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close this bookSustaining the Future: Economic, Social, and Environmental Change in Sub-Saharan Africa (UNU, 1996, 365 pages)
close this folderPart 5: Environment and development in Ghana
close this folderInstitutional issues on the environment and resource management with reference to Ghana
View the document(introductory text...)
View the documentIntroduction
View the documentEarly developments
View the documentThe Stockholm Conference and after
View the documentThe Environmental Action Plan (EAP)
View the documentInstitutional problems and issues
View the documentThe implementation of the Environmental Action Plan
View the documentConclusion
View the documentReferences

The implementation of the Environmental Action Plan

The above institutional problems and issues were to be addressed by the Environmental Protection Council (EPC), which is responsible for coordination of action by various individuals and organizations, monitoring action, and reporting to government. Generally, this role of the EPC is undisputed and there is broad public acceptance of the authority of the EPC, even though it has been argued that it needs to be given enforcement powers in order to prosecute.

The role of the EPC in the implementation of the EAP has remained unchanged. However, the focus of its operations, based on the provisions of the national environmental policy and related policy orientations, has shifted from an emphasis on environmental protection to environmental resource management. The need for effective management of the environment is a recurrent theme of the EAP. In the light of this, the EPC has been given increased functions, which include the following:

· to issue environmental permits and pollution abatement notices for controlling the volume, types, constituents, and effects of waste discharges, emissions, deposits, or other sources of pollutants and of substances that are hazardous or potentially dangerous to the quality of the environment or any segment of the environment;

· to issue notices in the form of directives, procedures, or warnings to such bodies as it may determine for the purpose of controlling the volume, intensity, and quality of noise in the environment;

· to ensure compliance with any laid down environmental impact assessment procedures in the planning and execution of development projects, including compliance in respect of existing projects;

· to impose and collect environmental protection levies in accordance with the Act or regulations made under the Act setting up the EPC.

To reflect these changes and to invest the EPC with more powers, the Council has been redesignated as the Environmental Protection Agency (EPA) within the new Ministry of Environment, Science and Technology.

In order to resolve the institutional issues, the Ghana Environmental Resource Management System (GERMS) has been made part of the implementation programme of the Environmental Action Plan. The proposed system would ensure that there is no duplication of roles. The system envisages the development of an Environmental Information System (EIS) incorporating topographic, land capability, and current land-use information, the processing of meteorological information, and the determination of land ownership on the scale of 1: 250,000. GERMS will involve communities and government institutions in the planning, implementation, and monitoring of the sustainable use of environmental resources.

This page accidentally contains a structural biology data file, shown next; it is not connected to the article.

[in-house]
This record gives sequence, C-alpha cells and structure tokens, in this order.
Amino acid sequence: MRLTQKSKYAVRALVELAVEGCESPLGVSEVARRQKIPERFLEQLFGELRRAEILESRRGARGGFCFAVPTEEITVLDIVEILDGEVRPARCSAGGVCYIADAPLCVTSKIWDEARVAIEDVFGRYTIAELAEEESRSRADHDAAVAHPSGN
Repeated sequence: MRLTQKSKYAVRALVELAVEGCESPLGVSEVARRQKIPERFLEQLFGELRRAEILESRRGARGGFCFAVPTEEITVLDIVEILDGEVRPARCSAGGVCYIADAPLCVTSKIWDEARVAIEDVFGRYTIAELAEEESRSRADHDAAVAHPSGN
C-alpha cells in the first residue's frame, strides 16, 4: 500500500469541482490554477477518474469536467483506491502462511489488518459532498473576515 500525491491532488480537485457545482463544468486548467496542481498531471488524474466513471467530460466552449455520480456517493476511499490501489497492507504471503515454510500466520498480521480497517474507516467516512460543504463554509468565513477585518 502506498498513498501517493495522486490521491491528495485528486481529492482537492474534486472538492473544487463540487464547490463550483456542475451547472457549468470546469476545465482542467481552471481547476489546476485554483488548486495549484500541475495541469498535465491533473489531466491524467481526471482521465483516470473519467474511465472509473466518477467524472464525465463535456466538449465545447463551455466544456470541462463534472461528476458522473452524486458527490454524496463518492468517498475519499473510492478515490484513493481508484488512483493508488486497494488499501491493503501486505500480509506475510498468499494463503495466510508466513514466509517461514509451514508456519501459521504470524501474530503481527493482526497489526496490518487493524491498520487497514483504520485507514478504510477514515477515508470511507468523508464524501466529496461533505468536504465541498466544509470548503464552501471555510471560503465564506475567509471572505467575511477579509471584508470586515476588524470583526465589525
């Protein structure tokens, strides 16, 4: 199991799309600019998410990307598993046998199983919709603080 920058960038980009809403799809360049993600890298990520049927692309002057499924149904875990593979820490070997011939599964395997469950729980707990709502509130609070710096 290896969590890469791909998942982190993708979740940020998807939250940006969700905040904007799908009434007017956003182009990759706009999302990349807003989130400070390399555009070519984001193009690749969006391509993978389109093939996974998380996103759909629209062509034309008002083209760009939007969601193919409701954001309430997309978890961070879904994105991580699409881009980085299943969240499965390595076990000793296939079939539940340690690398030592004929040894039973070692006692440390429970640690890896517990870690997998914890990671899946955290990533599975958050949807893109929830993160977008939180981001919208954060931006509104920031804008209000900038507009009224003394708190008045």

GERMS will provide a framework for policy formulation, planning, monitoring, problem solving, and implementation. Because most environmental concerns are intersectoral in nature and decisions involve choices between alternatives and possibly conflicting courses of action that carry costs and benefits, the management system should ensure that all possible options are considered, as well as the technical, economic, financial, social, or political implications of issues, by the various sectoral agencies involved to reflect national, district, or community development priorities.

GERMS is to create intersectoral linkages to bring together sectoral agencies and communities whose activities impinge on the environment. There are four intersectoral networks: built environment, natural resources, mining, and education. These networks will be supported by specialists in the areas of environmental economics, environmental impact assessment, environmental quality, and data management. The EPA therefore provides a forum for detailed discussions of environmental issues prior to making recommendations to government decision makers.

At the local level, district assemblies, which are the district planning authorities, together with district environmental management committees will provide a firm basis for local management of the environment. This is in line with the government's decentralization programme, which allows district, municipal, and metropolitan assemblies to have a central role in ensuring the protection and management of the environment.